The primary screen 19 is formed by a thin foil or plate 5 acting as a support for a scintillator 4; the scintillator is constituted for example by a layer of caesium iodide. The supporting plate 5 is oriented towards the input window 3 and the scintillator 4 is oriented towards the slab 7 of microchannels. On a face oriented towards the slab 7, the scintillator 4 bears a fine layer of a photo-emissive material forming a photocathode 6.
The slab 7 of microchannels is fixed into the body 2 of the tube by means of fixing lugs 22, 23 which, firstly, are sealed into the body 2 which they cross and, secondly, are soldered to the two opposite large faces 8,9 which respectively constitute the input face and the output face of the slab 7. The fastening lugs 22, 23 may thus serve, furthermore, to apply the potentials V2,V3 necessary for the operation of the slab 7 as .already explained here above.
According to one characteristic of the invention, the primary screen 19 rests on the input face 8 of the slab 7 of microchannels by means of one or more electrically insulating shims 25. The height of the shims 25 defines the spacing between the photocathode 6 and the input face 8 of the slab 7, i.e. the distance D1 between these elements.
In the non-restrictive example shown in FIG. 2, the shims 25 are glass beads having, for example, a diameter d2 of 100 micrometers which forms the height of the shims. Beads such as these are commonly available in the market with a small variation of diameters around the nominal value.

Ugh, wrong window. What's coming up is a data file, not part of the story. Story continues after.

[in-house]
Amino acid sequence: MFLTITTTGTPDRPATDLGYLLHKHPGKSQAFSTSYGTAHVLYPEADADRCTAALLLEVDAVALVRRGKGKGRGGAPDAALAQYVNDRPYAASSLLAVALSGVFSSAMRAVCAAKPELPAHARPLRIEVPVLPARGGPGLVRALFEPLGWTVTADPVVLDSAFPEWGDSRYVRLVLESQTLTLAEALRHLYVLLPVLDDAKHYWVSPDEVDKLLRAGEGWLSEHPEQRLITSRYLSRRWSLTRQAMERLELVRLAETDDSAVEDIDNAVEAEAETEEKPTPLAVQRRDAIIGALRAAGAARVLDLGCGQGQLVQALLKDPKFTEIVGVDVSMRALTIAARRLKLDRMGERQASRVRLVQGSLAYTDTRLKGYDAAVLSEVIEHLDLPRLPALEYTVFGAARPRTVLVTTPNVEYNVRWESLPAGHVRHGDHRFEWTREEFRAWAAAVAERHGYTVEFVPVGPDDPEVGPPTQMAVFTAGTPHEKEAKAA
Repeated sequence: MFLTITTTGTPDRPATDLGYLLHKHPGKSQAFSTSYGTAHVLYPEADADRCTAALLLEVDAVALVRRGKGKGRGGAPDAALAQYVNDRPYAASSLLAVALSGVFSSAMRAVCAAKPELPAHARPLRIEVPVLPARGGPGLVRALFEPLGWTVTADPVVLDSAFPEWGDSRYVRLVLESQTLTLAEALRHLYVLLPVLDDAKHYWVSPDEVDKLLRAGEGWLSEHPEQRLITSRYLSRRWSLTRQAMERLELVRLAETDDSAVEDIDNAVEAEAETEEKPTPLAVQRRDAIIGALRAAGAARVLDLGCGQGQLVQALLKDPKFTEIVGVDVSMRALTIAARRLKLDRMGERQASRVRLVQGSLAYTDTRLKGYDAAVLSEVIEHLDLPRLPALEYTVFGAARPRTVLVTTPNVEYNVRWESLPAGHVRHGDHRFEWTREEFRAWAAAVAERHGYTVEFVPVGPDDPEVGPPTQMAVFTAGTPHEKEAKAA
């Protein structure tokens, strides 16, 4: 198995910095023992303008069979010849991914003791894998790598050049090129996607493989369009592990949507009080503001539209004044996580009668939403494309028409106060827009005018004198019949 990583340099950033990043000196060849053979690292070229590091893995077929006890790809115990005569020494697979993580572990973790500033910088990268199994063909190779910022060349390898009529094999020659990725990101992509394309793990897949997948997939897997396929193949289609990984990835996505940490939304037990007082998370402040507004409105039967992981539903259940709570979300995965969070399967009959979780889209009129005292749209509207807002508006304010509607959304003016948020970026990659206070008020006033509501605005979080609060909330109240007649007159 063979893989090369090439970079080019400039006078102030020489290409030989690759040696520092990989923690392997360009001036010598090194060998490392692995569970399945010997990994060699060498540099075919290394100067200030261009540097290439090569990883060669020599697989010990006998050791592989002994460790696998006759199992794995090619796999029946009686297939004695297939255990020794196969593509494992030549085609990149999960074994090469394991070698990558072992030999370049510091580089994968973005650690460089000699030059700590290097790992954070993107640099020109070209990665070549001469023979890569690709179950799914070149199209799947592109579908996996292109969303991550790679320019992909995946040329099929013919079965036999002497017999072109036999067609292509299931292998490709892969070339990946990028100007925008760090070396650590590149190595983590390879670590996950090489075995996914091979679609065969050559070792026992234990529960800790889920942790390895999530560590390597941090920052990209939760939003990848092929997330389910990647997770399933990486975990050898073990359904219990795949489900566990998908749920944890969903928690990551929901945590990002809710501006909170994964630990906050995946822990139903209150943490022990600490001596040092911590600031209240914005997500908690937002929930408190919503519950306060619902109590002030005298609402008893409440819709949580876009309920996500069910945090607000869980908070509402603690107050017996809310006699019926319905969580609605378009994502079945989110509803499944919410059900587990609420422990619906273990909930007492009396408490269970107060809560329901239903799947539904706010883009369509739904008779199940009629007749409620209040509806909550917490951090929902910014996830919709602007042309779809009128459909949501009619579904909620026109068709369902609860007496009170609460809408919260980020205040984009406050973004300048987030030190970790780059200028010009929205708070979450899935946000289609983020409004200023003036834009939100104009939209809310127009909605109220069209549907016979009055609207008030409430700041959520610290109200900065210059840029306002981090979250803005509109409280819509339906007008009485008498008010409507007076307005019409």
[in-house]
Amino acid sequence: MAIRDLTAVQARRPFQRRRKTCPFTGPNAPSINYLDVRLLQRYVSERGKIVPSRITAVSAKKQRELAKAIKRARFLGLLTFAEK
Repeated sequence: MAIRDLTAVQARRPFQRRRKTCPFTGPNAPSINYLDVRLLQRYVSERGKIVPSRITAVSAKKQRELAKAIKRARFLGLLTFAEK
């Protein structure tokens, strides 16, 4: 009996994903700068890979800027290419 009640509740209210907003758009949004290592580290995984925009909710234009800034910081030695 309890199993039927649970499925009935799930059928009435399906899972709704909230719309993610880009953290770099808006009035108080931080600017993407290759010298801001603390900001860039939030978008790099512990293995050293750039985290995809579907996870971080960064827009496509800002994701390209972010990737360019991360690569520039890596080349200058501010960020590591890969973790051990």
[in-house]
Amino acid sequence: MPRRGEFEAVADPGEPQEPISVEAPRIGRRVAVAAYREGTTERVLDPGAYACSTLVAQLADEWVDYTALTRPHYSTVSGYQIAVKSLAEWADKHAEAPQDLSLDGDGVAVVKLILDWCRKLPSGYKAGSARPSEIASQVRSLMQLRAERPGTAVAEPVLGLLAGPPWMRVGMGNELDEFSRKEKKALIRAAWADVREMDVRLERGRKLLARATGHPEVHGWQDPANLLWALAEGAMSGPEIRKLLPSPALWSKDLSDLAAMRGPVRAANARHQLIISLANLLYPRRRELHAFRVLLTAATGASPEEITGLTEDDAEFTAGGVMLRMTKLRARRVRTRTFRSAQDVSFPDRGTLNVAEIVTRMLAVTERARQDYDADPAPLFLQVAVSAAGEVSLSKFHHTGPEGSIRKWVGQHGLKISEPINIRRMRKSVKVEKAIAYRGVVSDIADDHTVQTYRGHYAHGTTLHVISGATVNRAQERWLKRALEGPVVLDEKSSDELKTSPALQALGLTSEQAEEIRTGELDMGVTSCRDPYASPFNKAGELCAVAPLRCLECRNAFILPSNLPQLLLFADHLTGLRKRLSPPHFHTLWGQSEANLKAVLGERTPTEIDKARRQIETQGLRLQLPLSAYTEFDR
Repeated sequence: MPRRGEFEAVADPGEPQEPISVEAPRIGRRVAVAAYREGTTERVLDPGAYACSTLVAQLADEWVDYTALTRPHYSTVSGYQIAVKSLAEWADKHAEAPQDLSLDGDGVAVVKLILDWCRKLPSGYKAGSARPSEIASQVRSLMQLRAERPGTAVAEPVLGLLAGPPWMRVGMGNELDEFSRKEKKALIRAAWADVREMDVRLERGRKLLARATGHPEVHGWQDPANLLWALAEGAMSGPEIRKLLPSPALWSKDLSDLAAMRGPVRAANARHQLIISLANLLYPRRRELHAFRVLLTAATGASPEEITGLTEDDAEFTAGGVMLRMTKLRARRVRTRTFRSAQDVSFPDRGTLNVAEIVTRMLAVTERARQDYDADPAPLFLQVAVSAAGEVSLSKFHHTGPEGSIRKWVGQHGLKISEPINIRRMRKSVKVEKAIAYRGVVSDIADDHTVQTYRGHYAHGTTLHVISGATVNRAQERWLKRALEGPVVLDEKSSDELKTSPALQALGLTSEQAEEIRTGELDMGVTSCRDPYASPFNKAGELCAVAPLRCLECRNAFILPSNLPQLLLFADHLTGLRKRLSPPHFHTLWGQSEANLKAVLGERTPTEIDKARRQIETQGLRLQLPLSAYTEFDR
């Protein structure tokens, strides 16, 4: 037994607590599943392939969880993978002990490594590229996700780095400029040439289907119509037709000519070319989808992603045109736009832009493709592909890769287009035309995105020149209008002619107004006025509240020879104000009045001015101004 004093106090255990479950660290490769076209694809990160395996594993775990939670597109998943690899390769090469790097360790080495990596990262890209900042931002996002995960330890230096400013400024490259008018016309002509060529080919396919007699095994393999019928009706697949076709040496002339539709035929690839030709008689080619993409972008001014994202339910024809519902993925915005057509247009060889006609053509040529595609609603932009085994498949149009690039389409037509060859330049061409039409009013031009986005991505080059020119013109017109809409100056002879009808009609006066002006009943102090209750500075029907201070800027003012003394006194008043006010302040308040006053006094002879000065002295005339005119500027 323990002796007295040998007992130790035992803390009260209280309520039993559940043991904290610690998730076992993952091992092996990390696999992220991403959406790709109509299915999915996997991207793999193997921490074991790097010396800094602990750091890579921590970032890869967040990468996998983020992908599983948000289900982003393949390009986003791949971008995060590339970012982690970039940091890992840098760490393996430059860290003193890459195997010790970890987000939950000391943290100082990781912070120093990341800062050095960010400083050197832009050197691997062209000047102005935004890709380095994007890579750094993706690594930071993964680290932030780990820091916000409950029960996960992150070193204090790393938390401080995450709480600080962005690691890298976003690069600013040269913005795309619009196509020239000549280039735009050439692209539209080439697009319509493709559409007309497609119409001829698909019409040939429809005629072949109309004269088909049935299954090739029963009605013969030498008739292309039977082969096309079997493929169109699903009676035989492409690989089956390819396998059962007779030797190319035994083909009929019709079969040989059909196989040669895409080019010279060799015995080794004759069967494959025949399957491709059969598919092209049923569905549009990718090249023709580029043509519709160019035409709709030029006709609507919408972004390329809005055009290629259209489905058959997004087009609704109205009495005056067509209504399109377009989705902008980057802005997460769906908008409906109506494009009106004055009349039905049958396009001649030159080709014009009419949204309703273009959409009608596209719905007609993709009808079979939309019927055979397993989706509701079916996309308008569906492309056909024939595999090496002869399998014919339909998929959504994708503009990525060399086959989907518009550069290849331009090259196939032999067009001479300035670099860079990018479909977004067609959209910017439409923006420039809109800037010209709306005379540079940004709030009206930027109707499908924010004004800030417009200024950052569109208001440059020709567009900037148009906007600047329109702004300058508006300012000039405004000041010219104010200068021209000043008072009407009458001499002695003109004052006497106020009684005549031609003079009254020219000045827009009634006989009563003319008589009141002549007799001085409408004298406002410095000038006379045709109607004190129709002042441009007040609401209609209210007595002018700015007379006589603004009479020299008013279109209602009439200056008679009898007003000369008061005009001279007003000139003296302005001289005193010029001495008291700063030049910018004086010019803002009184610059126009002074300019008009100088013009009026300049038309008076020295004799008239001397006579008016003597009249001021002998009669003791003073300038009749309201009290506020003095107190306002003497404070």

Since the slab 7 of microchannels is fixed to the body 2 of the tube, it constitutes the support of the primary screen 19 which is kept resting on this screen under the thrust force exerted by one or more thrustor elements 26.
The primary screen 19 is thus mechanically fixed to the slab 7 of microchannels, and not to the body 2 of the tube as is the case in the prior art.
The thrustor elements 26 may be constituted in different ways, notably as a function of the modes of manufacture proper to each IIR tube. In the non-restrictive example of the description, these pressure devices rest on an internal peripheral part 27 of the input window 3, this peripheral part being more massive than the central part which, for its part, must absorb the incident X-radiation to the least possible extent.
In the example shown in FIG. 2, these thrustor elements 26 comprise: a rigid spacer 28 and a spring washer 29. The spring washer 29 is placed on the supporting plate 5 (in a peripheral zone of this plate 5) and the spacer 28 is placed between the input window 3 and the spring washer 29. The spacers 28 have a height H that is suited to keeping the primary screen 19 applied to the shims 25 by means of the spring washers 29. Several thrustor elements such as these may be used, distributed about the primary screen 15.
The first potential V1 is brought to the tube 20 by a crossing or lead-through element 31, to be applied to the photocathode 6, without thereby setting up any rigid link between the body 2 and the primary screen 19. The electrical link between the lead-through element 31 and the photocathode may be set up in different ways through the use of means that are simple per se. In the non-restrictive example described, this is obtained, firstly, by connecting the lead-through element 31 to the spring washer 29, by a flexible conductive wire 32, the spring washer 29 being itself in contact with the supporting plate 5 bearing the scintillator (the supporting plate 5 is then preferably made of an electrically conductive material); furthermore, the spring washer 29 is electrically connected to the photocathode 6 through a conductive layer 33, and a metallization layer 34 made between the scintillator 4 and the photocathode 6 in a peripheral zone of the primary screen 19 (this metallization 24 clearly does not overlap the useful central surface of the primary screen).